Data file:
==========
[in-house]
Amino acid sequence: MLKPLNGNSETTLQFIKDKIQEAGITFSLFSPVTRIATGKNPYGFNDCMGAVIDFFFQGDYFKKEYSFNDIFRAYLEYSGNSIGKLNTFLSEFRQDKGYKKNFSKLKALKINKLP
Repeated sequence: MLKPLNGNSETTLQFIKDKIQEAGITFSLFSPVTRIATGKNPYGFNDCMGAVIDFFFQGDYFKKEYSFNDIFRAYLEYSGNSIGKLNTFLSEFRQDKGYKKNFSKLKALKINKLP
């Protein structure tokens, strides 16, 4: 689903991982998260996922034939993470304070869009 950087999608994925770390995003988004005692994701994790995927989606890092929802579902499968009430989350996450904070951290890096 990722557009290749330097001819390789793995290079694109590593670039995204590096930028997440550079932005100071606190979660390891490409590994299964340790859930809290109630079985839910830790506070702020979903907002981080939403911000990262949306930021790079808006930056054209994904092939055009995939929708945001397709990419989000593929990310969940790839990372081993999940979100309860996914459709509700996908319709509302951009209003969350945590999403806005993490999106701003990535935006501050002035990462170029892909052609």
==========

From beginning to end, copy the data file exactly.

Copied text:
[in-house]
Amino acid sequence: MLKPLNGNSETTLQFIKDKIQEAGITFSLFSPVTRIATGKNPYGFNDCMGAVIDFFFQGDYFKKEYSFNDIFRAYLEYSGNSIGKLNTFLSEFRQDKGYKKNFSKLKALKINKLP
Repeated sequence: MLKPLNGNSETTLQFIKDKIQEAGITFSLFSPVTRIATGKNPYGFNDCMGAVIDFFFQGDYFKKEYSFNDIFRAYLEYSGNSIGKLNTFLSEFRQDKGYKKNFSKLKALKINKLP
């Protein structure tokens, strides 16, 4: 689903991982998260996922034939993470304070869009 950087999608994925770390995003988004005692994701994790995927989606890092929802579902499968009430989350996450904070951290890096 990722557009290749330097001819390789793995290079694109590593670039995204590096930028997440550079932005100071606190979660390891490409590994299964340790859930809290109630079985839910830790506070702020979903907002981080939403911000990262949306930021790079808006930056054209994904092939055009995939929708945001397709990419989000593929990310969940790839990372081993999940979100309860996914459709509700996908319709509302951009209003969350945590999403806005993490999106701003990535935006501050002035990462170029892909052609």